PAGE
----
· er teach us ? A. The conclufion of the Lord's prayer, which is, [For thine is the kingdom, and the power, and the glory, for ever and ever; Amen.] teacheth us, to take our encouragement in prayer from God only; and in our prayers to praise him ; ascribing kingdom, power, and glory to him; and in testimony of our desire, and af furance to be heard, we say, Amen.
0. 1. Why is the conclufion joined to the particle For ?
A. To teach us, that therein are included arguments, or reasons to press God withal, and to prevail with him for audi
Q. 2. But is it lawful to argue with God, and to urge him with reasons in prayer?
A. It is not only lawful, but expedient, yea, highly como mendable ; as is feen in the saints prayers. In Moses's, Numb. xiv. 13. Aud Mofes faid unto the Lord, Then the Egyptians fhall hear it, (for thou broughtest up this people in thy might from among them.) Ver. 19. Pardon, I beseech thee, 'the niquity of this people, according unto the greatness of thy mercy, and as thou hast forgiven this people from Egypt, even until
In Joshua's, chap. vii. 3. And Joshua faid, Alas! O Lord God; wherefore haft thou at all brought this people over Jordan, to deliver us into the hand of the Amorites, to destroy us? Would to God we had been content, and dweli on the other side Jordan. Ver. 9. For the Canaanites, and all
the inhabitants of the land fhall hear of it, and shall environ us round, and cut off our name from the earth : And what wilt thou do unto thy great name ? In Afa's, 2 Chron. xiv. II. And Asa cried unto the Lord his God, and faid, Lord, it is nothing with thee to help, whether with many, or with them that have no power. Help us, O Lord our God, for we reft on thee; and in thy name we go against this great multitude. O Lord, thou art our God; let no man prevail against thee. In Jehofhaphat's, 2 Chron. xx. 6. And said, O Lord God of our fathers, art not thou God in heaven? And ruleft not thou over all the kingdoms of the heathen ? And in thine hand is there not power and might, so that none is able to withstand thee? And Hezekiah's, 2 Kings xix. 15. And Hezekiah prayed before the Lord, and said, O Lord God of Israel, which dwellest between the cherubims; thou art the God, even thou alone, of all the kingdoms of the earth: Thou hast made heaven and earth. Ver. 19. Now, therefore, O Lord our God, &c.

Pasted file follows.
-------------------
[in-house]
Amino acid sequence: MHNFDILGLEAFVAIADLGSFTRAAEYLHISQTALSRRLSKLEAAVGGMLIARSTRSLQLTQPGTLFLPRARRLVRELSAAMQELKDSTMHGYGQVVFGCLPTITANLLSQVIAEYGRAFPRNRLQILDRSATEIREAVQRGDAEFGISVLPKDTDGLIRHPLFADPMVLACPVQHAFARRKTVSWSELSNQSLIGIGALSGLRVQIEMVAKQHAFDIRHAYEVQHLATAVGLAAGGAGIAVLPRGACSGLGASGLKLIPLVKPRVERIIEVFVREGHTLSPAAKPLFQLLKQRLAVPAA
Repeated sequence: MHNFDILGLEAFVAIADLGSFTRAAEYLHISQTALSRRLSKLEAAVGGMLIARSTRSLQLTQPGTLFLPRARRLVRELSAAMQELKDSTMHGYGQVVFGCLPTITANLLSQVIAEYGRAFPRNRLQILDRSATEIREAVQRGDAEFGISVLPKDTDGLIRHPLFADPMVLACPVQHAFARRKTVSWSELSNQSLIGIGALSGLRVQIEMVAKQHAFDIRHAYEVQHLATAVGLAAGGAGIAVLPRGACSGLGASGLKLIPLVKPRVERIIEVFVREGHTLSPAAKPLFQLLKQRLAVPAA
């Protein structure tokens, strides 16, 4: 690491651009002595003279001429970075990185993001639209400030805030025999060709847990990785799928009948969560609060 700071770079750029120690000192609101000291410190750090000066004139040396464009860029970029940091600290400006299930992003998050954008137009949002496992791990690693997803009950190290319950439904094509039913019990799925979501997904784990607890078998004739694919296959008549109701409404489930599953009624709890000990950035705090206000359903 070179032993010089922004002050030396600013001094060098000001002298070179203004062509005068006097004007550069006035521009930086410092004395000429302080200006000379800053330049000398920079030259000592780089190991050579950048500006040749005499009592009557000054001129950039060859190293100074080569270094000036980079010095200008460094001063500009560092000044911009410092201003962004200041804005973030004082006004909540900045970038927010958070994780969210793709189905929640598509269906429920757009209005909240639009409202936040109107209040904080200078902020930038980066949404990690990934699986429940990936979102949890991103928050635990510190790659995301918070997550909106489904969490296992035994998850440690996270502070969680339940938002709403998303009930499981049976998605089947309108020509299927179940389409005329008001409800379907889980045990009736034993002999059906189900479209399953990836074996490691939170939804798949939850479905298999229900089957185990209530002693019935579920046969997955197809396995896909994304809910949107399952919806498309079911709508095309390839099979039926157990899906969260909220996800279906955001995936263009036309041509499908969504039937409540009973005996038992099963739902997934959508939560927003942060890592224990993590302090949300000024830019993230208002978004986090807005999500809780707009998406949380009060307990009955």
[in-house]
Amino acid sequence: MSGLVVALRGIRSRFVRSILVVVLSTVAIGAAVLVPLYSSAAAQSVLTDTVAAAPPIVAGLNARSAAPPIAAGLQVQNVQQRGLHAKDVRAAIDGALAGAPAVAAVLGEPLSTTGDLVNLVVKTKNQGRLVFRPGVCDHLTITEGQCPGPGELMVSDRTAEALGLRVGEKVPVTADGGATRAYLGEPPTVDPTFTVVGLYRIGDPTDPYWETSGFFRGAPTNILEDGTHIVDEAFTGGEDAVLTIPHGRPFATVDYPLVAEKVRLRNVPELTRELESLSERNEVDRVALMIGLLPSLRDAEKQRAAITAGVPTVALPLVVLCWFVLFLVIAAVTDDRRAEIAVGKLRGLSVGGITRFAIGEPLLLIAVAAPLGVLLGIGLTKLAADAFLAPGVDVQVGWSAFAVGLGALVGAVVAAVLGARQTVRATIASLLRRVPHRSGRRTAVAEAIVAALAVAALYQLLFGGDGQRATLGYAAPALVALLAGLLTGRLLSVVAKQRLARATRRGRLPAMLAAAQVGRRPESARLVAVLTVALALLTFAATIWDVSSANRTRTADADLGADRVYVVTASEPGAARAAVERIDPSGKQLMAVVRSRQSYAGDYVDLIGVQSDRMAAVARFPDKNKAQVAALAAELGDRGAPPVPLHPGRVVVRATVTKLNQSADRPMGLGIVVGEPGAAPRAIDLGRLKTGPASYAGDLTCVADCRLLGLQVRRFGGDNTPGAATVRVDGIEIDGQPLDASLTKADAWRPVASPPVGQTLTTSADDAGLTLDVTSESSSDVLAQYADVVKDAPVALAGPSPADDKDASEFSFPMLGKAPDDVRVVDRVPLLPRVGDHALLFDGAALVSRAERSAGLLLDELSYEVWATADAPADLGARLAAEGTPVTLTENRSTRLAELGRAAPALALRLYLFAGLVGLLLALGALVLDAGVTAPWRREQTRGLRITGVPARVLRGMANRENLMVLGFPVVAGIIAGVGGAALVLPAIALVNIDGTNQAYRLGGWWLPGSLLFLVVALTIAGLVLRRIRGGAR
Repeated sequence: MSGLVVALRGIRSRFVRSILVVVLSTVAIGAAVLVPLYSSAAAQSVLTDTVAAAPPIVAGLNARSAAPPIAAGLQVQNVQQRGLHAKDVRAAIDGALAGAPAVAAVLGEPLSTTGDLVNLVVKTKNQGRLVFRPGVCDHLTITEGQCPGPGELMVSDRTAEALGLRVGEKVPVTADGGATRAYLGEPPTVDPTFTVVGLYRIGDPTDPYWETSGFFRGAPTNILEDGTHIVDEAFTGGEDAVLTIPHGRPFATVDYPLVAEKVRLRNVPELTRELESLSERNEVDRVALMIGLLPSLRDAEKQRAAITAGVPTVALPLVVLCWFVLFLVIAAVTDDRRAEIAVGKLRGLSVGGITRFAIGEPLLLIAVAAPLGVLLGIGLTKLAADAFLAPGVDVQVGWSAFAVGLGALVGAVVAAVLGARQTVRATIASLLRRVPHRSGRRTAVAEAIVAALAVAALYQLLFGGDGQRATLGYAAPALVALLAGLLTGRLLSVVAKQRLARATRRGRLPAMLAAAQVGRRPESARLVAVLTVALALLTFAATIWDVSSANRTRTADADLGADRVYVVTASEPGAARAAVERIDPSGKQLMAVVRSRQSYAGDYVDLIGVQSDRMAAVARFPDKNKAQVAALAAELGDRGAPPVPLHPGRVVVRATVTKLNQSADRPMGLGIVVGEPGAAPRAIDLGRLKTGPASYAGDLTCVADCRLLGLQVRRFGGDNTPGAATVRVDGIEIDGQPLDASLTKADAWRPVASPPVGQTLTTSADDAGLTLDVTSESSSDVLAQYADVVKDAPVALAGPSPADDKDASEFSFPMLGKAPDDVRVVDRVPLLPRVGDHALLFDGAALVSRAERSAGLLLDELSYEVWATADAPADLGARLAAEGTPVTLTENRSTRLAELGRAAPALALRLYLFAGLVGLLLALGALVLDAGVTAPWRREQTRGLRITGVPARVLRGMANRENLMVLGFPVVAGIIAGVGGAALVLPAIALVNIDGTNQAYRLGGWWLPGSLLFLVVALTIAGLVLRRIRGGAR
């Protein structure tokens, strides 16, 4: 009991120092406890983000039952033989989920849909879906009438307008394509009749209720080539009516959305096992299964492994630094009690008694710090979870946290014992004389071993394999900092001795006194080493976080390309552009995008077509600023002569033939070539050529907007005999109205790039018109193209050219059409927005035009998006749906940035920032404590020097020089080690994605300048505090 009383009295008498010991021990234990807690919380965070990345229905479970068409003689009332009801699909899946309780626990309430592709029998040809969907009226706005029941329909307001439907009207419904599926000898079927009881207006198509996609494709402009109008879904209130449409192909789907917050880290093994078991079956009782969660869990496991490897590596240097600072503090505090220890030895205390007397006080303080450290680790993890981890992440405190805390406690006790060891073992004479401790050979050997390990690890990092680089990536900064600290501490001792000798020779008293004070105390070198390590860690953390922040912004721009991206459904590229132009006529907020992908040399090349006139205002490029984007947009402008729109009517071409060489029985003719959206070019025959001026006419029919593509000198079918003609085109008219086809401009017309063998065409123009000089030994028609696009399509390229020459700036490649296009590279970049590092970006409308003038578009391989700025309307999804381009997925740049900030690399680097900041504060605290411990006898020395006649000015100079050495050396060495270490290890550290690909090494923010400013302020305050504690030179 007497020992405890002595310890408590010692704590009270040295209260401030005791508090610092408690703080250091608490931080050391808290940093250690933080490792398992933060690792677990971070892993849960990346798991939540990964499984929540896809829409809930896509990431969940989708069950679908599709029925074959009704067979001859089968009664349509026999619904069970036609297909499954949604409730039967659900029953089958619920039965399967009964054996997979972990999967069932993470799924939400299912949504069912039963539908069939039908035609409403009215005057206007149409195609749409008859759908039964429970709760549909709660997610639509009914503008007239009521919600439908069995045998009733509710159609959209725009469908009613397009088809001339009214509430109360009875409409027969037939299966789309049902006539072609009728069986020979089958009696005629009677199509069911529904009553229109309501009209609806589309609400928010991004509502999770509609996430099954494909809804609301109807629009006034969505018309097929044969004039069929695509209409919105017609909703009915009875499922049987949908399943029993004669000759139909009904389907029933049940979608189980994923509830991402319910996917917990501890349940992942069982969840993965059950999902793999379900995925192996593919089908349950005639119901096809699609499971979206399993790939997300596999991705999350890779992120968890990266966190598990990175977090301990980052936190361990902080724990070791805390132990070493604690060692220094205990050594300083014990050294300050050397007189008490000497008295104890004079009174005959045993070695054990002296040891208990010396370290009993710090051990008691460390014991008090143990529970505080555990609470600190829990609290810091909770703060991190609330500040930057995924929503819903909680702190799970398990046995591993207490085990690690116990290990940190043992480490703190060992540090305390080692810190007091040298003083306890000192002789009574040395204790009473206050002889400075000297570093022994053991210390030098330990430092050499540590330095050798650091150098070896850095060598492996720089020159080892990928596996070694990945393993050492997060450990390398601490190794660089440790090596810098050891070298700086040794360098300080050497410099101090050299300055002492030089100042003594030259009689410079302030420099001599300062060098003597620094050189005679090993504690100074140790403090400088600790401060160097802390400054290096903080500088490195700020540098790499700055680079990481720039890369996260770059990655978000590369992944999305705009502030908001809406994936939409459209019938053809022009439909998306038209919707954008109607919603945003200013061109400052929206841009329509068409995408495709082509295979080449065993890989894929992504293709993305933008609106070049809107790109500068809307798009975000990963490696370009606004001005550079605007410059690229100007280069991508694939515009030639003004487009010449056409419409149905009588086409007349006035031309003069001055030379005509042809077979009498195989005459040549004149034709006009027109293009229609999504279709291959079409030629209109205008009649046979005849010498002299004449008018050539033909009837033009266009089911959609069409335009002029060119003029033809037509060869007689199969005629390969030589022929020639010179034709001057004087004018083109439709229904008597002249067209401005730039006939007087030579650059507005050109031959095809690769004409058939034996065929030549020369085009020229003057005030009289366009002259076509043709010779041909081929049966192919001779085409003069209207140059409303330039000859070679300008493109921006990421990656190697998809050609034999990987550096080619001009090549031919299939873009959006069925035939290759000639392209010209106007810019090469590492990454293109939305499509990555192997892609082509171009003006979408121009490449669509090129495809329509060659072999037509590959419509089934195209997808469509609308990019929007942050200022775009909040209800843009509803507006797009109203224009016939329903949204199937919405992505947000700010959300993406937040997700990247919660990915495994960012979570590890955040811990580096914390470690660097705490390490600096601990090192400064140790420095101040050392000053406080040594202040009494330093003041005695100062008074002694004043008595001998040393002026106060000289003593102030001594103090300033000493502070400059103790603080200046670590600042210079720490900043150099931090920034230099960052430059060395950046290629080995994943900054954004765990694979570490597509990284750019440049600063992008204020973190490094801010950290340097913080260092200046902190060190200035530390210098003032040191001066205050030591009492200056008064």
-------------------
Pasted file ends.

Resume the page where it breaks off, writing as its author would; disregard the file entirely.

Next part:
Q. 3. But to what purpose, can we think to prevail with God, by our arguments and importunities?
A. They are not used, as though we would put God in remembrance of any thing, or would prevail with God to do that for us, which he is unwilling to give.
Q. 4. Why then?
A. For our own profit, for the enlarging of our own hearts, for the exciting of our fervency, for the exerting of faith, hope, zeal, charity, &c. in prayer; and so to prepare ourselves for the mercy, that we may the more gratefully receive it, and the more fruitfully employ it.
Q. 5. How many arguments are in this conclusion ?
A. God's universal, effential, and absolute kingdom; where, in may
be, and is involved, his special kingdom over the church.
Q. 8. What are the arguments from hence ?
A. Because all that we can pray for in this prayer, is for the advancement and perfecting of this his kingdom, by the destruction of all persons and things that oppose it, and the completion of his dominion over all his fabjects; therefore he would grant all these requests.
Q. 9. What is another ?